Leadership is one of the least articulated, yet most important dynamics in our modern society. With the worldwide backlash against established politics, we are widely considered to be in a “crisis of leadership,” a crisis that has come with a decades-long erosion of trust emanating from the increasing perception that our government representatives have become corrupt, factionalized, and dishonest. Leadership in business seems to be having a parallel crisis, with companies struggling to fill managerial and executive positions with employees competent enough to ‘lead.’ The solution in the business community – one that has long idolized the role of leadership – has mostly been an attempt to double down on their investment. The leadership training industry has never been in higher demand, and in the United States alone it is now worth fifty billion dollars. Leadership is an institution experiencing failure across broad sectors of our society, but the solution being proposed is usually a “restoration of leadership.” Before we ask the question of how to bring it back, we should ask why we’re so attached to it in the first place.
Historical analysis reveals that modern discourse on leadership found its roots in the 1840s with a series of popular lectures by Thomas Carlyle. His thesis was that in society there are a number of “great men” sent by God to bring humanity forward. It was, in Carlyle’s assessment, that the soul of all of human history has been in the work of such “great men.” It was thus our job to find these extraordinarily able-men and put them in charge, let them lead us. We would be all the more noble for taking our place beneath their god ordained greatness.
While we have moved past the idea of leadership as a divine right, it’s hard to agree on what leadership has become now. The basic definition of leadership is “the ability to lead others,” though leadership theorists will quickly object to this definition, and insist that it is much more: the role of a leader is some holistic sounding version of empowering a team to achieve a common goal or act as a servant to the group. While such a characterization paints an ideal picture of how a good leader might act, behind all of the jargon there really is only one difference between a place with no leadership and a place with leadership: where there is a leader, there are followers. Leadership is, at its core, one individual taking precedence in a group.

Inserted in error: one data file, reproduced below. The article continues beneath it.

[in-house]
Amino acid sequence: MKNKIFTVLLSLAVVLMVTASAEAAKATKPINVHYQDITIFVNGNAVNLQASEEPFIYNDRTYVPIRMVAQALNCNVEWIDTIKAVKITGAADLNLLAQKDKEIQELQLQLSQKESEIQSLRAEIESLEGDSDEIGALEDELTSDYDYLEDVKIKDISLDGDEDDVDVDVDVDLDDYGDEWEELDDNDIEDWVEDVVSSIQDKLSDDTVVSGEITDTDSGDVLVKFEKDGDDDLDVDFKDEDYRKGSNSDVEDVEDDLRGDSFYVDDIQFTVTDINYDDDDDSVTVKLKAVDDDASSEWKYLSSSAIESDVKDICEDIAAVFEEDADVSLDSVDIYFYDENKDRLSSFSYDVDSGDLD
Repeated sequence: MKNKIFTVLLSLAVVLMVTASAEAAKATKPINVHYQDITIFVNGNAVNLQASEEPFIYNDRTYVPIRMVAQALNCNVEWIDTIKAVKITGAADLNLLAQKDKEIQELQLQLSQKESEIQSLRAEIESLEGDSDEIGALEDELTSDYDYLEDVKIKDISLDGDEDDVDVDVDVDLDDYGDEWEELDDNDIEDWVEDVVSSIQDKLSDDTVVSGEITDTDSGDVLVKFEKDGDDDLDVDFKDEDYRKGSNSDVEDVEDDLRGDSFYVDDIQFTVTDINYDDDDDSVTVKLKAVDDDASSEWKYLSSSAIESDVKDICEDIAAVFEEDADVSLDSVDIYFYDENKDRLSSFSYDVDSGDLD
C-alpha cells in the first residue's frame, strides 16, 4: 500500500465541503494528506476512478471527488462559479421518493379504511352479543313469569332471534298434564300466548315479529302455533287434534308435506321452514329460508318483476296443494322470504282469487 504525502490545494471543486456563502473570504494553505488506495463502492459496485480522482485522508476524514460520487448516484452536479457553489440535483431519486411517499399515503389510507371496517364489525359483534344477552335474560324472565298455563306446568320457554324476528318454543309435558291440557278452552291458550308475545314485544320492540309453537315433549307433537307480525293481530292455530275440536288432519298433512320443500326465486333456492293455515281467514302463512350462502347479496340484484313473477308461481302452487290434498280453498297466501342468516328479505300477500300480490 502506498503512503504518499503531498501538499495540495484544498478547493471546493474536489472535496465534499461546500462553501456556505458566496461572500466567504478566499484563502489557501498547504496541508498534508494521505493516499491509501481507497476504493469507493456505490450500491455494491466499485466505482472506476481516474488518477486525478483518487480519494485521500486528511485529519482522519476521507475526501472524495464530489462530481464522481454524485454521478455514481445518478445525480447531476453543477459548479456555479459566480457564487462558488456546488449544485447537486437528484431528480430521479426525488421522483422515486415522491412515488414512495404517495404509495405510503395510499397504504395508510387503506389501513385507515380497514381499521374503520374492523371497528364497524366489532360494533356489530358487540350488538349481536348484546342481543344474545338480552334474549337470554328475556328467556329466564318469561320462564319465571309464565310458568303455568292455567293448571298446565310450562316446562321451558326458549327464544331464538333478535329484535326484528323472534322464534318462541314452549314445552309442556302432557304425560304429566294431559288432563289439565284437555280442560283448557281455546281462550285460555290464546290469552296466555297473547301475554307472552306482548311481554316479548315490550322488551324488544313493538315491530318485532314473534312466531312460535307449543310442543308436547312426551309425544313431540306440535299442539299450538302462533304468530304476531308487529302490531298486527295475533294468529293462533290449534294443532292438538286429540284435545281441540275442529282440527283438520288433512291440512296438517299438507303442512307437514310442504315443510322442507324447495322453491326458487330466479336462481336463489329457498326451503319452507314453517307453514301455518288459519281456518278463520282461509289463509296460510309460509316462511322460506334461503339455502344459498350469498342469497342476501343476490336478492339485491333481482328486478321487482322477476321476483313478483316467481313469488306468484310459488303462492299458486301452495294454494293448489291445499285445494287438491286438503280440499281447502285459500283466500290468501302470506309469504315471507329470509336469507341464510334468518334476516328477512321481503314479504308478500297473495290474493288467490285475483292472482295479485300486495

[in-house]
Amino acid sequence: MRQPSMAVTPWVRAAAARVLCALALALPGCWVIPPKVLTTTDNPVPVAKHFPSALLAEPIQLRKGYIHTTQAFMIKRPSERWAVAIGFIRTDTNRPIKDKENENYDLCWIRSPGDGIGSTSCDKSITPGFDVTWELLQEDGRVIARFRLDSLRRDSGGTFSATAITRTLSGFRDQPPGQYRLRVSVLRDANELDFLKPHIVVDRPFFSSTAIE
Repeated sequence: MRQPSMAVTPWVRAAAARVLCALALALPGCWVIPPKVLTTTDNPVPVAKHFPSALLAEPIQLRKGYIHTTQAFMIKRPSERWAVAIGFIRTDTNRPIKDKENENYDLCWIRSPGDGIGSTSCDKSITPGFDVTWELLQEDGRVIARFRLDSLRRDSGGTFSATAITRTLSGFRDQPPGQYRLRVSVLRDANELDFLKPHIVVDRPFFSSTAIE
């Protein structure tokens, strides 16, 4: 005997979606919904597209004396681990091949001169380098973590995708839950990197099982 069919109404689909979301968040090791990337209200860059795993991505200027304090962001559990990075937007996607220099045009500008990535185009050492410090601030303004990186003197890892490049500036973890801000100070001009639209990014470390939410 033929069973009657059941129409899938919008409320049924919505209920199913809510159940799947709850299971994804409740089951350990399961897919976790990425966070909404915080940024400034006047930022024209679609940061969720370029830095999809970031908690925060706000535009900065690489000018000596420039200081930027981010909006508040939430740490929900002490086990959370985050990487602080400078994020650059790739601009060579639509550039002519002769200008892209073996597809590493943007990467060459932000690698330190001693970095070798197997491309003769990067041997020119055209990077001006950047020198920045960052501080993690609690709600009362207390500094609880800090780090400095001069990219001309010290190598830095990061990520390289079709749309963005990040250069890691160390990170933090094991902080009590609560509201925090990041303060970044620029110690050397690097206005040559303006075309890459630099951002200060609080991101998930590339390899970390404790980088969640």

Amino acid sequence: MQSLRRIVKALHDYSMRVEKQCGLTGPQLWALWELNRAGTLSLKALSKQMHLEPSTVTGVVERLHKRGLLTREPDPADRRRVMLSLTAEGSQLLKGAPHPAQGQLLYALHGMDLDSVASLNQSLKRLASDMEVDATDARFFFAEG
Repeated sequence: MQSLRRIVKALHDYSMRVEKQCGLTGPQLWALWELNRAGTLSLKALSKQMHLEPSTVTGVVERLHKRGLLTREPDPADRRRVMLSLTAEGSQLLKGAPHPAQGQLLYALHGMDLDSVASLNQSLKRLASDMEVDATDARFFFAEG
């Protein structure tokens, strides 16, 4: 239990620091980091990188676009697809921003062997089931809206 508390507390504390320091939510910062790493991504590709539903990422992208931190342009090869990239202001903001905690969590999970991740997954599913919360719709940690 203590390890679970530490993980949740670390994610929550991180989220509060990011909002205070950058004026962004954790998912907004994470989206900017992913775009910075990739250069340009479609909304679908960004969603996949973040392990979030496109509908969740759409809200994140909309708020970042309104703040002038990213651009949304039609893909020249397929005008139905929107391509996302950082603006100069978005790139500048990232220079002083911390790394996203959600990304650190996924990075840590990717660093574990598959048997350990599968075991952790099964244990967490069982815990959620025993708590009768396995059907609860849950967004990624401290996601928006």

While “leaders lead” may not come across as the most revolutionary insight, it’s still an important dynamic to examine when we think about democracy. The alternative to leadership is allowing a crowd to lead themselves, which is a chaotic image for people who buy into the theory of leadership. Me, you, deciding how to do things together? How can we do anything is nobody is in charge? How will we make decisions? How will we decide how to make decisions? Sounds like a mess.
The reality is that ‘mob rule’ turns out to be surprisingly efficient. Despite its endless pursuit of good leadership, the business community has begun to accept democratization. Corporations, who had previously shrugged off democracy as a “nice but inefficient” ideal, are now as a whole trending towards implementing more crowd-driven systems in the workplace. They follow the lead of a small but growing cooperative sector of the economy which is composed of worker-owned and operated businesses, who’s employees both own an equal share in the company and have equal say in its decisions. This business model, by encouraging collaboration and spreading out entrepreneurial risk, has been shown to have higher levels of stability in startup survival, as well as overall productivity compared to traditional capitalist firms. Democracy is paying off.
A similar trend is happening in the administration of government agencies, where previously top-down and technocratic forms of management are beginning to be fazed with “cooperacy,” the democratic alternative to bureaucracy. Agencies are coming to terms with the advantages of bottom-up systems of cooperation, with management systems becoming more localized, information becoming more transparent, and small teams becoming more empowered. For all the talk of democracy being a slow and arduous process, we fail to call to mind the notorious inefficiency of bureaucracy, the essence of hierarchy in its purest form.
While we’ve been idolizing the ability of leaders to bring out the potential in our enterprises, the actual potential of the many is being squandered. We work best cooperatively and democratically, not as followers and leaders. When we get rid of the bureaucratic systems of leadership and control and allow our enterprises to exist fluidly it doesn’t produce chaos, it produces freedom of thought and cooperation. The solution to our problems is not in more leadership, in more control, its in realizing the potential of the crowd.
– Laura C. Roark
Ivan Aivazovsky – Stormy Sea At Night